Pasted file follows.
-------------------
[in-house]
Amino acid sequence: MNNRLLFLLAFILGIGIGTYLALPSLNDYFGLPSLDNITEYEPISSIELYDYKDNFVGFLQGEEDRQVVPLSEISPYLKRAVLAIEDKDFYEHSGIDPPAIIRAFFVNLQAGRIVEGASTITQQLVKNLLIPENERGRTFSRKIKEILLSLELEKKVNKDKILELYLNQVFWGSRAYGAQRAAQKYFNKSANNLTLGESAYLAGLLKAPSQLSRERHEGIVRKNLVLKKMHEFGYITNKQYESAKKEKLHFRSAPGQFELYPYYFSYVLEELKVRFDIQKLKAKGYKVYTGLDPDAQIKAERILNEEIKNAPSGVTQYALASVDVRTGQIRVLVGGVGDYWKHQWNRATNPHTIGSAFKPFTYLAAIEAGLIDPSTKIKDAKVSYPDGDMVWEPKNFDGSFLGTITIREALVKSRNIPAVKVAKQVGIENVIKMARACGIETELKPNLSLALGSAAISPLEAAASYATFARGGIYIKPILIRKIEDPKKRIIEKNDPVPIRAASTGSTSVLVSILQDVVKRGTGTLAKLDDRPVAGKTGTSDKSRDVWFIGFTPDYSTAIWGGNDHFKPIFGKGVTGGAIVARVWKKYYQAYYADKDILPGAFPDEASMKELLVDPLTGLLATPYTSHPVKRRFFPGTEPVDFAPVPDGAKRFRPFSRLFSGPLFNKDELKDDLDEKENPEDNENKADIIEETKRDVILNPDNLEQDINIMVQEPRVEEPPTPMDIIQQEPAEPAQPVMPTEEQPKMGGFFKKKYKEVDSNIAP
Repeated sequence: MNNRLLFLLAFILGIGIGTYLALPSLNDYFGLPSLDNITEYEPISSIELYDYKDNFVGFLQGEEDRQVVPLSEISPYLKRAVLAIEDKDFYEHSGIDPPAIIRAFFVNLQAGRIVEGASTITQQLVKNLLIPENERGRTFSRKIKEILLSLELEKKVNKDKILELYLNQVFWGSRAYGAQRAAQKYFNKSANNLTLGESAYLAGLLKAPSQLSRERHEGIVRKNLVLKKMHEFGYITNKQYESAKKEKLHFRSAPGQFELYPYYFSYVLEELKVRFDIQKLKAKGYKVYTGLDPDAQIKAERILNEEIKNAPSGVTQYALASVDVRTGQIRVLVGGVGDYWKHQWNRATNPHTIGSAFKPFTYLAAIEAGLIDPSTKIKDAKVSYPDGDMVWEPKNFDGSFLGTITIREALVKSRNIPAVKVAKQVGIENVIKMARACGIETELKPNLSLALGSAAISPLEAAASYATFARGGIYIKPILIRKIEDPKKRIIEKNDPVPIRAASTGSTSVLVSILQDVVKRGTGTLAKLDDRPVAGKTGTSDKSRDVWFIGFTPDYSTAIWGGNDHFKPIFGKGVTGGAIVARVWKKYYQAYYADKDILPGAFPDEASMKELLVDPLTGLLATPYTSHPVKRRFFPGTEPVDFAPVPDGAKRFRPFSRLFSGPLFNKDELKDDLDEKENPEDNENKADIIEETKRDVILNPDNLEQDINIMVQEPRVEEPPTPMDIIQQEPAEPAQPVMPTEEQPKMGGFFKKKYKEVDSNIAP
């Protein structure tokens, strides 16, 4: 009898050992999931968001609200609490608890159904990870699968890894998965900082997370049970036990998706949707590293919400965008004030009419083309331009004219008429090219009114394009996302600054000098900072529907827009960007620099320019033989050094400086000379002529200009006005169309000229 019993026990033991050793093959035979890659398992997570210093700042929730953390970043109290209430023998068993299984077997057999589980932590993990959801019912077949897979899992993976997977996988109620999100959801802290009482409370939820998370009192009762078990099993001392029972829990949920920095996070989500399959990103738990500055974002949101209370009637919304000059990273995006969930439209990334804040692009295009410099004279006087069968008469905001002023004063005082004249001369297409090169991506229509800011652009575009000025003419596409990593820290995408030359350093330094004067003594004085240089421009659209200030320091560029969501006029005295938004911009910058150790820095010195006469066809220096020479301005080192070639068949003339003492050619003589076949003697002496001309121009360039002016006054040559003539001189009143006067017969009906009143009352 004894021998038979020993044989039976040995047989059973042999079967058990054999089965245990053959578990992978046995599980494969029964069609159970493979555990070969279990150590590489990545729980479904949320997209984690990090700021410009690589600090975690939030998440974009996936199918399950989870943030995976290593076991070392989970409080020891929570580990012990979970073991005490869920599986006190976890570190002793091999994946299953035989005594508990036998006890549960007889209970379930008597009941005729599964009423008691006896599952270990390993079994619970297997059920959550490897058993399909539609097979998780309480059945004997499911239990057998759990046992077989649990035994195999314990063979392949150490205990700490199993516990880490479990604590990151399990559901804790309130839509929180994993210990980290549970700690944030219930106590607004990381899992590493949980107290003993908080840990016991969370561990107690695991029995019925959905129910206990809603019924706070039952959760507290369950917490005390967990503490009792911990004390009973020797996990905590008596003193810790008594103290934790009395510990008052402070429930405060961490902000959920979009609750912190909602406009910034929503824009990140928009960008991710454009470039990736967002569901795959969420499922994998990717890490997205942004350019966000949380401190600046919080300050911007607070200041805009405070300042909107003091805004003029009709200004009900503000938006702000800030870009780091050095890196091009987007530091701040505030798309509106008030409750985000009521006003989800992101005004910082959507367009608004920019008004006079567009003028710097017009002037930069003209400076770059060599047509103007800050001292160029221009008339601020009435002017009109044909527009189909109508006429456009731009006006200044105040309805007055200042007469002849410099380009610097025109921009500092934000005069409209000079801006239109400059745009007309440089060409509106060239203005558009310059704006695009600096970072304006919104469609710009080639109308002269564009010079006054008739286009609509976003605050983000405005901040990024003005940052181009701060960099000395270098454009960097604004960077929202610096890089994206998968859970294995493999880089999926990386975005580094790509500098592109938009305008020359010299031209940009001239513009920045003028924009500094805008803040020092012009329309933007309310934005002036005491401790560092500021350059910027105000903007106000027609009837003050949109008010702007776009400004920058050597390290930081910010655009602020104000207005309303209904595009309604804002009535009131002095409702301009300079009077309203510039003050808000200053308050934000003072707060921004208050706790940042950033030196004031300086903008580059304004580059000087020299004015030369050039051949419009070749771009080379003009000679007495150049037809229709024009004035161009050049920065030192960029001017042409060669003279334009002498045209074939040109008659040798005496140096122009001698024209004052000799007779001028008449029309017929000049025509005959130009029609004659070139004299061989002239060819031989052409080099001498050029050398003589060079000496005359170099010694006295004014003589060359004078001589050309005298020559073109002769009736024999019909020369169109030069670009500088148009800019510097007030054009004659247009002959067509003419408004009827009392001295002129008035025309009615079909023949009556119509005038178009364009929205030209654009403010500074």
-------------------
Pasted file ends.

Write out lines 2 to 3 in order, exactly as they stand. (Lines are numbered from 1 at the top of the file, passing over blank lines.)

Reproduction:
Amino acid sequence: MNNRLLFLLAFILGIGIGTYLALPSLNDYFGLPSLDNITEYEPISSIELYDYKDNFVGFLQGEEDRQVVPLSEISPYLKRAVLAIEDKDFYEHSGIDPPAIIRAFFVNLQAGRIVEGASTITQQLVKNLLIPENERGRTFSRKIKEILLSLELEKKVNKDKILELYLNQVFWGSRAYGAQRAAQKYFNKSANNLTLGESAYLAGLLKAPSQLSRERHEGIVRKNLVLKKMHEFGYITNKQYESAKKEKLHFRSAPGQFELYPYYFSYVLEELKVRFDIQKLKAKGYKVYTGLDPDAQIKAERILNEEIKNAPSGVTQYALASVDVRTGQIRVLVGGVGDYWKHQWNRATNPHTIGSAFKPFTYLAAIEAGLIDPSTKIKDAKVSYPDGDMVWEPKNFDGSFLGTITIREALVKSRNIPAVKVAKQVGIENVIKMARACGIETELKPNLSLALGSAAISPLEAAASYATFARGGIYIKPILIRKIEDPKKRIIEKNDPVPIRAASTGSTSVLVSILQDVVKRGTGTLAKLDDRPVAGKTGTSDKSRDVWFIGFTPDYSTAIWGGNDHFKPIFGKGVTGGAIVARVWKKYYQAYYADKDILPGAFPDEASMKELLVDPLTGLLATPYTSHPVKRRFFPGTEPVDFAPVPDGAKRFRPFSRLFSGPLFNKDELKDDLDEKENPEDNENKADIIEETKRDVILNPDNLEQDINIMVQEPRVEEPPTPMDIIQQEPAEPAQPVMPTEEQPKMGGFFKKKYKEVDSNIAP
Repeated sequence: MNNRLLFLLAFILGIGIGTYLALPSLNDYFGLPSLDNITEYEPISSIELYDYKDNFVGFLQGEEDRQVVPLSEISPYLKRAVLAIEDKDFYEHSGIDPPAIIRAFFVNLQAGRIVEGASTITQQLVKNLLIPENERGRTFSRKIKEILLSLELEKKVNKDKILELYLNQVFWGSRAYGAQRAAQKYFNKSANNLTLGESAYLAGLLKAPSQLSRERHEGIVRKNLVLKKMHEFGYITNKQYESAKKEKLHFRSAPGQFELYPYYFSYVLEELKVRFDIQKLKAKGYKVYTGLDPDAQIKAERILNEEIKNAPSGVTQYALASVDVRTGQIRVLVGGVGDYWKHQWNRATNPHTIGSAFKPFTYLAAIEAGLIDPSTKIKDAKVSYPDGDMVWEPKNFDGSFLGTITIREALVKSRNIPAVKVAKQVGIENVIKMARACGIETELKPNLSLALGSAAISPLEAAASYATFARGGIYIKPILIRKIEDPKKRIIEKNDPVPIRAASTGSTSVLVSILQDVVKRGTGTLAKLDDRPVAGKTGTSDKSRDVWFIGFTPDYSTAIWGGNDHFKPIFGKGVTGGAIVARVWKKYYQAYYADKDILPGAFPDEASMKELLVDPLTGLLATPYTSHPVKRRFFPGTEPVDFAPVPDGAKRFRPFSRLFSGPLFNKDELKDDLDEKENPEDNENKADIIEETKRDVILNPDNLEQDINIMVQEPRVEEPPTPMDIIQQEPAEPAQPVMPTEEQPKMGGFFKKKYKEVDSNIAP